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Permitted Development: Guidance

Updated: May 31



The majority of UK homes have Permitted Development (PD) Rights, and this means that some types of building works do not need full Planning Permission. PD rights can be very useful once understood properly for the following reasons:


  • You do not need to apply for Planning Permission, which save's time and money

  • The design does not have to meet local planning policy, so theres more freedom

  • You might be able to build more than if you got Planning Permission, so you have the potential to add more value


Situations where PD rights are usually NOT applicable include Listed Buildings, Conservation Areas and Areas of Outstanding Natural Beauty (AONB's). Also any property that falls under an 'Article 4 Direction'. More advice regarding these categories will follow in future posts.

PERMITTED DEVELOPMENT CHECKLISTS

The following checklists give useful guidance for projects that would fall within PD rights;


Single Storey Rear Extensions

  • Max height 4m

  • Max height 3m if within 2m of any boundary

  • Extension depth max up to 8m if detached house

  • Max extension up to 6m if semi-detached or terraced house

  • No cladding in Conservation Area


Two Storey Rear Extensions

  • Max height to match existing house

  • Height max 3m if within 2m of any boundary

  • Max extension from rear wall of 3m

  • Side windows fixed and obscure glazed to 1.7m above floor

  • Not in Conservation Area


Roof Extensions

  • Max increase in loft volume of 50m3 (40m3 for terraced house)

  • Max height of dormer or loft extension to match existing roof

  • Eaves retained and extension set in 200mm

  • Side windows fixed and obscure glazed to 1.7m above floor

  • No extension forward of original front roof slope

  • Not in Conservation Area

Side Extensions

  • Max height 4m

  • Single storey only

  • Max width 50% of original house

  • Not in Conservation Area


Roof Lights

  • Roof lights can be built in Class C of the PD rules. They can be built on any roof slope, including the front, and are even allowed in Conservation Areas.

  • Max protrusion 150mm above roof slope

  • Roof lights on side roof slopes fixed and obscure glazed to 1.7m above floor


Outbuildings

  • Max roof height 4m, reduced to 2.5m if within 2m of boundary

  • Max eaves height of 2.5m

  • Must not be used as a separate house

  • Not built in front of house, and not at side of house if in Conservation Area

Front Porches

  • Max external area 3m2

  • Max height 3m

  • Not within 2m of boundary with highway

Patios

  • Must be made of porous material if at front of house

  • Must not be a raised more than 300mm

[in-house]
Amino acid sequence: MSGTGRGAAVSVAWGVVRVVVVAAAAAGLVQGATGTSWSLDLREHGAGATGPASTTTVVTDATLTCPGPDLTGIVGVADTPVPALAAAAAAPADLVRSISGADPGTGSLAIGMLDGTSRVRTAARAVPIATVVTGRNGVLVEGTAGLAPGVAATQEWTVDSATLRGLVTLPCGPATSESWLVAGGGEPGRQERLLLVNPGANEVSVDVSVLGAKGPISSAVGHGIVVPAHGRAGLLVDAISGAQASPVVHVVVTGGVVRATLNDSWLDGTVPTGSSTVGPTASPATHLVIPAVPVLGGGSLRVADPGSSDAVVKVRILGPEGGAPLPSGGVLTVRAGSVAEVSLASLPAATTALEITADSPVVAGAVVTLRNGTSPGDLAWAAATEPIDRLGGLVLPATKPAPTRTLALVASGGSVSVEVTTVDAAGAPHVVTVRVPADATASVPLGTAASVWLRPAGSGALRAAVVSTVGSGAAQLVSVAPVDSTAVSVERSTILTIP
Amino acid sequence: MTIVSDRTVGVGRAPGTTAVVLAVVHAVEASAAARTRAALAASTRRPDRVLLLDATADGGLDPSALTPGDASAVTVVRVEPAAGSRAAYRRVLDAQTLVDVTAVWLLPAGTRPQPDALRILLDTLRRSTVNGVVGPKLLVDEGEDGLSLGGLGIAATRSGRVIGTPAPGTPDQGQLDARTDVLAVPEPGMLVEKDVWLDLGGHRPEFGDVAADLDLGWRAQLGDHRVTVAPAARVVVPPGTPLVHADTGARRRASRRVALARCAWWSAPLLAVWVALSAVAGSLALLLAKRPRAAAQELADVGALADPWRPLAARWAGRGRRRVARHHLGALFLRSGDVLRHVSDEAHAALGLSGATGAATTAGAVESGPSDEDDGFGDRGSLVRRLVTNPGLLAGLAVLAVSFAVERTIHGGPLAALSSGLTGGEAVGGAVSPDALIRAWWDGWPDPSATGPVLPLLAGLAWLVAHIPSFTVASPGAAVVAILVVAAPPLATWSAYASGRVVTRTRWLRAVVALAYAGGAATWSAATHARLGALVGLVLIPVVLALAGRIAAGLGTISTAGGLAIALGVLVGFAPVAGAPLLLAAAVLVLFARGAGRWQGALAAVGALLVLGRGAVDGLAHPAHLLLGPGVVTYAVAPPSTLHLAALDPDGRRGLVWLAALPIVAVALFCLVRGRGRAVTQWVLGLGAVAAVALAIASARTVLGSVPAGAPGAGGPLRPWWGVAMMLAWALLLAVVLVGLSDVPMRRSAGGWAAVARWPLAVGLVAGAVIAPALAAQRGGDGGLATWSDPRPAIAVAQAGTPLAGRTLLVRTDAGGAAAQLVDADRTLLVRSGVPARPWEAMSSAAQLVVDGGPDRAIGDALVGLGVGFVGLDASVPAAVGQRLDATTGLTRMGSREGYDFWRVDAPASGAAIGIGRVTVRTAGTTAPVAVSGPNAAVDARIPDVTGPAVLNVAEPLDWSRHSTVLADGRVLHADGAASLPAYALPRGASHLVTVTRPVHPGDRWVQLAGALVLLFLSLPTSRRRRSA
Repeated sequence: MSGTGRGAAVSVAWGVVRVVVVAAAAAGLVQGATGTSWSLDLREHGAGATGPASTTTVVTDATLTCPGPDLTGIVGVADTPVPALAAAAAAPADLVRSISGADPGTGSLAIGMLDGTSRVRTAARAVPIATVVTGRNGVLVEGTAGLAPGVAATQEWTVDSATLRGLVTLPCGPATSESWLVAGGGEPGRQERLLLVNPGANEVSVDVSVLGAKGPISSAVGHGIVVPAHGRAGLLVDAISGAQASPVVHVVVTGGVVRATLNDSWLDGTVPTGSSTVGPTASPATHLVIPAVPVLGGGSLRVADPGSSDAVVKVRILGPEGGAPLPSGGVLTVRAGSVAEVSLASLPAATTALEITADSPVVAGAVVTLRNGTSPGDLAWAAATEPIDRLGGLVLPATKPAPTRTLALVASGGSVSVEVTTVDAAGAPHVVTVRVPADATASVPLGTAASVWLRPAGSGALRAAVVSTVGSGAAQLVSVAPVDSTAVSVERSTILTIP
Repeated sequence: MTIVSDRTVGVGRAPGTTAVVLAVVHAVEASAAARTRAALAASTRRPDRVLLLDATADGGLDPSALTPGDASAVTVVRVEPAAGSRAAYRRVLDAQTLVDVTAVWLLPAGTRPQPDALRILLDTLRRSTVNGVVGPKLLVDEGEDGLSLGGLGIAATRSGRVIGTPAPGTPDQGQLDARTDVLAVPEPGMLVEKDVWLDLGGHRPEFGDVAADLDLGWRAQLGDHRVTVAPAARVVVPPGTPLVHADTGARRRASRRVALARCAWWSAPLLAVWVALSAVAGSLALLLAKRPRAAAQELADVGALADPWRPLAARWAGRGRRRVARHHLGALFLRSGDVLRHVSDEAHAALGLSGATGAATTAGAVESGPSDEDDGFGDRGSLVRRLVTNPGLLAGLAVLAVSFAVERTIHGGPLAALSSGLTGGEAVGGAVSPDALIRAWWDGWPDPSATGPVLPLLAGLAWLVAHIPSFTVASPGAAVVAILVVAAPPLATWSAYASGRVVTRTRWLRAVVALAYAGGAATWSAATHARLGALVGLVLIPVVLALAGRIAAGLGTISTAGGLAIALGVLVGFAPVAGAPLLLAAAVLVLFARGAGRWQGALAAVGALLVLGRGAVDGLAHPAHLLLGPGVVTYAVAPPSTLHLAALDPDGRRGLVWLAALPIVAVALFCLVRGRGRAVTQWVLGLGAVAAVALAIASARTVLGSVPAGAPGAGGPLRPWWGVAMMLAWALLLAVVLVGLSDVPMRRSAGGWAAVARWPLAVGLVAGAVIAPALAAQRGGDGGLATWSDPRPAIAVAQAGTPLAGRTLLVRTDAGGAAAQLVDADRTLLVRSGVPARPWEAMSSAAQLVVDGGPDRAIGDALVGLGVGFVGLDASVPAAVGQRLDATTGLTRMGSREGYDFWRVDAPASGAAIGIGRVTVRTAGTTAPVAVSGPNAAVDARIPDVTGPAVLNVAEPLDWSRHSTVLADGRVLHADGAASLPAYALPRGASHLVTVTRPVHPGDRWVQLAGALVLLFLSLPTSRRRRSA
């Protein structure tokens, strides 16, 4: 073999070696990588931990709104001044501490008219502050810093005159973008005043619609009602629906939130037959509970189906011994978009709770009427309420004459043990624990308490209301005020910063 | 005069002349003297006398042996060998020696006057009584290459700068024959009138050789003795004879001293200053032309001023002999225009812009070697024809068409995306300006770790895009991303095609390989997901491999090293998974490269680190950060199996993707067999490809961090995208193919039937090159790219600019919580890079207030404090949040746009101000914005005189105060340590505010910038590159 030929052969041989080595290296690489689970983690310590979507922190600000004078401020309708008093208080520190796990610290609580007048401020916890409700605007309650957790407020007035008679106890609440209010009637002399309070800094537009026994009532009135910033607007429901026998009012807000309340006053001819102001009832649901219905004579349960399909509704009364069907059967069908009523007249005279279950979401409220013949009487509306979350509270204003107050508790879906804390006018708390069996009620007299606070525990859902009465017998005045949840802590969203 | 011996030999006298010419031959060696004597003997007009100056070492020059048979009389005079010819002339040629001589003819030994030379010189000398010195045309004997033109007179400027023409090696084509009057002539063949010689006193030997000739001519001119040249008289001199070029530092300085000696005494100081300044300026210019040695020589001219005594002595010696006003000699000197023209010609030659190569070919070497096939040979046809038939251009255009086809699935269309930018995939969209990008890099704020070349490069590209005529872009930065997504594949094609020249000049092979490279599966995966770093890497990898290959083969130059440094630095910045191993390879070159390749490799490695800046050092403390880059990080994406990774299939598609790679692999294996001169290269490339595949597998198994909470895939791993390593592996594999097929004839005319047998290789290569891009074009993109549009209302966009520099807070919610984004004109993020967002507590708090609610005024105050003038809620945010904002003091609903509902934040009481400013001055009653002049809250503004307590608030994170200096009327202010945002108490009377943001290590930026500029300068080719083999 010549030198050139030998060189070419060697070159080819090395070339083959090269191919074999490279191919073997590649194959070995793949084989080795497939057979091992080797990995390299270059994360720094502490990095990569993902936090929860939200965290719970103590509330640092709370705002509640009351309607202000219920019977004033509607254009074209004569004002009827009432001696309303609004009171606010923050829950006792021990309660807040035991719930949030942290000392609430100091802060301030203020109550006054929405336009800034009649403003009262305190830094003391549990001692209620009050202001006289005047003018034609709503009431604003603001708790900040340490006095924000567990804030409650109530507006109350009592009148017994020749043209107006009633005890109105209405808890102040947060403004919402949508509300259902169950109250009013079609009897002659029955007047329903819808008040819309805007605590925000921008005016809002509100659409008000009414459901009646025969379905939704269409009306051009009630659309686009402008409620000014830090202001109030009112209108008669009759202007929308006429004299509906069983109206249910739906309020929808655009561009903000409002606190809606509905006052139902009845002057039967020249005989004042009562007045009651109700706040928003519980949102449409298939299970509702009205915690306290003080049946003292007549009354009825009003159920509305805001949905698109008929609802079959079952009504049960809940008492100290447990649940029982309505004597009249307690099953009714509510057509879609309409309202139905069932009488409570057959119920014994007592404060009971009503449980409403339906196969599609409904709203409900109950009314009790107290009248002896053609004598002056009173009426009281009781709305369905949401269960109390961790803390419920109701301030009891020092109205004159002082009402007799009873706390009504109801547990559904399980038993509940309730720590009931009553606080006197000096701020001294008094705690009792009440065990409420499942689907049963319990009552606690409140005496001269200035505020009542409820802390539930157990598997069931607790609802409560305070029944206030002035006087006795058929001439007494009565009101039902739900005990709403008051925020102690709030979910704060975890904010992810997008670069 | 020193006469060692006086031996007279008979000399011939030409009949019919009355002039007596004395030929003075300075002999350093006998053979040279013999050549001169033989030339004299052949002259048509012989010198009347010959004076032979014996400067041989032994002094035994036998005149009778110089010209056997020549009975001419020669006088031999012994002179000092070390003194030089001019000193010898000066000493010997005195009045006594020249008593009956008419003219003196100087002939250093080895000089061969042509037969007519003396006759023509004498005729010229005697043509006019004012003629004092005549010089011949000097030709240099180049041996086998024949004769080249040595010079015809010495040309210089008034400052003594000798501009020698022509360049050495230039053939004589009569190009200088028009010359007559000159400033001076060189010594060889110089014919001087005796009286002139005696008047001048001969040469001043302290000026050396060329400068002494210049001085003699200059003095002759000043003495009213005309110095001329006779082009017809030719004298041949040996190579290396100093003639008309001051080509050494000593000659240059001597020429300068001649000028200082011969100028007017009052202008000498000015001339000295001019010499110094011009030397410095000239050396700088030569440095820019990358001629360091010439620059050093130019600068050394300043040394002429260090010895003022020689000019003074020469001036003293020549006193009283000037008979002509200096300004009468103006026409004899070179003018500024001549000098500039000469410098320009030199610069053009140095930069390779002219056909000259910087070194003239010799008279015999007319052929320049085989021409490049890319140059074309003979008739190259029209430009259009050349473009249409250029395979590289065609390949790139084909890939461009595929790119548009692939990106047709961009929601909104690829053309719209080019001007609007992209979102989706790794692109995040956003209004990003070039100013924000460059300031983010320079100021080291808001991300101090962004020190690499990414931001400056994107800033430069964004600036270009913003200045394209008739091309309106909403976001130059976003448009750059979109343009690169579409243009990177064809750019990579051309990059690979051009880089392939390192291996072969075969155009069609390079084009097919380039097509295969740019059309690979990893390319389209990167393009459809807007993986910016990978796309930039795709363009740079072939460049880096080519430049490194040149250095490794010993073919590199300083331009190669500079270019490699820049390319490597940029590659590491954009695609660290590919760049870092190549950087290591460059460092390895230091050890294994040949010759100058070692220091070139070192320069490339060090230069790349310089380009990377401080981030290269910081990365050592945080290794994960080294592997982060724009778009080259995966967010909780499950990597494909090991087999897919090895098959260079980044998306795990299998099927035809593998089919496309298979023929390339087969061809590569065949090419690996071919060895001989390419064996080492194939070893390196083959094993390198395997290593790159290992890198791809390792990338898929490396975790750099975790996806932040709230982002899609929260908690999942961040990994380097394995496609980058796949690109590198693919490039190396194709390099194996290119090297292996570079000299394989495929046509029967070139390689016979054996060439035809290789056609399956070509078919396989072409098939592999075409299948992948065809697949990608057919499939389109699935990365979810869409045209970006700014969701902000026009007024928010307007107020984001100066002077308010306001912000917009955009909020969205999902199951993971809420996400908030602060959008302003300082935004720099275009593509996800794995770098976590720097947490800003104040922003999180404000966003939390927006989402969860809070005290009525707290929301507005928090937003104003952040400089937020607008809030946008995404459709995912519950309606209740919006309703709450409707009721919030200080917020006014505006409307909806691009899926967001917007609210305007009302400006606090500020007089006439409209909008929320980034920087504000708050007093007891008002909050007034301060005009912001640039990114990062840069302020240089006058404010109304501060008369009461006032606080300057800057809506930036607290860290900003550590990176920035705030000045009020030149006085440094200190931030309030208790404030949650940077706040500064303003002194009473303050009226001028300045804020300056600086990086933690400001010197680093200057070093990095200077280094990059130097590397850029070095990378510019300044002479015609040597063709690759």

Chimneys

  • Max height 1m higher than existing roof

  • Not on front or side roof pitches facing road in Conservation Area



*New Rules for Larger Permitted Development Extensions

For a detached house the max Permitted Development extension depth has increased from 4m to 8m. For all other types of house, the max Permitted Development extension depth is increased from 3m to 6m. There are some additional rules that must be met if you do want to use this relaxation. But in short, you must let the Council know about your plans so that they can consult with your neighbours. This is known as Householder Prior Approval.

Lawful Development Certificates

You can build under Permitted Development if the above criteria applies to your project and should not require planning permission, BUT to confirm it is usually a good idea to make an application for a Certificate of Lawful Development. This will prove that the work is Permitted Development, and can be kept in your files.

The following indicates the correct procedure to ensure all goes well;


  1. Get a competent architectural designer to plan and draw up the work.

  2. Make sure to show all the key dimensions on the drawings, including north point and scale bar.

  3. Use the Planning Portal to set up the application form

  4. Make sure to state on the form the correct applicable PD Class. Give all of the key sizes to clearly indicate PD compliance.

  5. Include the correct fee in the submission (usually less than half the cost of a full householder planning submission). This can usually be paid online, over the phone or by cheque.

  6. Wait for approx 6 weeks for the council to confirm compliance


Hopefully the above helps. If you need any help with your planning project or design advice and building regs then please drop us a line. We are also now doing free 30 minute Zoom consultations to discuss potential projects and offer advice and best practice.


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